, Volume 54, Issue 11–12, pp 1823–1840 | Cite as

Impact of distortional hardening and the strength differential effect on the prediction of large deformation behavior of the Ti6Al4V alloy

  • Víctor TuninettiEmail author
  • Gaëtan Gilles
  • Paulo Flores
  • Gonzalo Pincheira
  • Laurent Duchêne
  • Anne-Marie Habraken


The ability of three plasticity models to predict the mechanical behavior of Ti6Al4V until fracture is presented. The first model is the orthotropic yield criterion CPB06 developed by Cazacu et al. (Int J Plast 22:1171–1194, 2006) with a distortional hardening, allowing for the description of material anisotropy and the strength differential effect. The second model is the anisotropic Hill’48 yield criterion with distortional hardening, describing the material anisotropy with quadratic functions but is unable to model the strength differential effect. Finally, the third model is the classical Hill’48 yield locus with isotropic hardening. Distortional hardening is modeled through five yield surfaces associated with five levels of plastic work. Each model is validated by comparing the finite element predictions with experimental results, such as the load and displacement field histories of specimens subjected to different stress triaxiality values. Tensile tests are performed on round bars with a V-notch, a through-hole, and two different radial notches; compression tests are performed on elliptical cross-section samples. The numerical results show that none of the models can perfectly predict both the measured load and the sample shape used for validation. However, the CPB06 yield criterion with distortional hardening minimizes the global error of the model predictions. The results provide a quantification of the influence of mechanical features such as hardening phenomenon, plastic anisotropy, and tension–compression asymmetry. The impact of these features on the prediction of the post-necking deformation behavior of the Ti6Al4V alloy is explored.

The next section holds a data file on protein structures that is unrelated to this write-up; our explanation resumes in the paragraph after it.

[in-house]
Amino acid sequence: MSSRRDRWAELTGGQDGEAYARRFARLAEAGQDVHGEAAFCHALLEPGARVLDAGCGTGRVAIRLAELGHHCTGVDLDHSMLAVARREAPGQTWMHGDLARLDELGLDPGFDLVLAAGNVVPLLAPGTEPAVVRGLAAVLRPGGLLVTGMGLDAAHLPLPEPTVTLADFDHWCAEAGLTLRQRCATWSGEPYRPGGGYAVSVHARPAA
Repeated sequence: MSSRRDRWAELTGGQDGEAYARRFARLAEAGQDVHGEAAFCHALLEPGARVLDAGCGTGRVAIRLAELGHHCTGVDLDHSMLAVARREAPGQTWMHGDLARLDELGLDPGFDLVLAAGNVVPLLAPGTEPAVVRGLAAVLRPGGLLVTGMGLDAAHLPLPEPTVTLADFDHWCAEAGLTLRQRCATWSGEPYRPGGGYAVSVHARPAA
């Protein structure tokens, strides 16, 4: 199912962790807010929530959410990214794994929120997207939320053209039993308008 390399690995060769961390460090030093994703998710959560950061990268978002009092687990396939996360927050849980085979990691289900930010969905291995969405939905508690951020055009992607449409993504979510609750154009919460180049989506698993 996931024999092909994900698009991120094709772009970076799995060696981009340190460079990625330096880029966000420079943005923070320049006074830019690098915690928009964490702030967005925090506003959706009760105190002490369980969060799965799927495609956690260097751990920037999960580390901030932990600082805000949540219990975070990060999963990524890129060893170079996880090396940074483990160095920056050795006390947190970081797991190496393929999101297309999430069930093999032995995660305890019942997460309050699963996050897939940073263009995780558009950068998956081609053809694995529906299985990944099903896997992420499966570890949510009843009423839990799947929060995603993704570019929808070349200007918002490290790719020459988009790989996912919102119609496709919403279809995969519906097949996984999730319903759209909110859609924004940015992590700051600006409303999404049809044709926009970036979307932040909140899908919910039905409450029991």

Finite element modeling CPB06 yield criterion Tension–compression asymmetry Plastic anisotropy Distortional hardening Titanium alloys 



The authors thank the Chilean Scientific Research Fund CONICYT FONDECYT 11170002, the Universidad de La Frontera Internal Research Fund DIUFRO (Project DI17-0070), the Marco multiannual convention FRO1855, and the cooperation with WBI/AGCID SUB2019/419031 (DIE19-0005) and the Belgian Scientific Research Fund FNRS for financial support. The authors would also like to thank O. Milis for its technical support.


This study was funded by CONICYT (FONDECYT 11170002), DIUFRO (DI17-0070), WBI/AGCID (SUB2019/419031), the Marco multiannual convention FRO1855 and the Belgian Scientific Research Fund FNRS.

Compliance with ethical standards

Conflict of interest

The authors declare that they have no conflict of interest.


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© Springer Nature B.V. 2019

Authors and Affiliations

  1. 1.Department of Mechanical EngineeringUniversidad de La FronteraTemucoChile
  2. 2.Digital Industries Software, Simulation and Test SolutionsSamtech S.A. - A Siemens CompanyAngleurBelgium
  3. 3.Department of Mechanical EngineeringUniversidad de ConcepciónConcepciónChile
  4. 4.Department of Industrial TechnologiesUniversidad de TalcaCuricóChile
  5. 5.ArGEnCo Department, MSM TeamUniversity of LiègeLiègeBelgium
  6. 6.Fonds de la Recherche Scientifique – F.N.R.S.–F.R.S.1000 BrusselsBelgium

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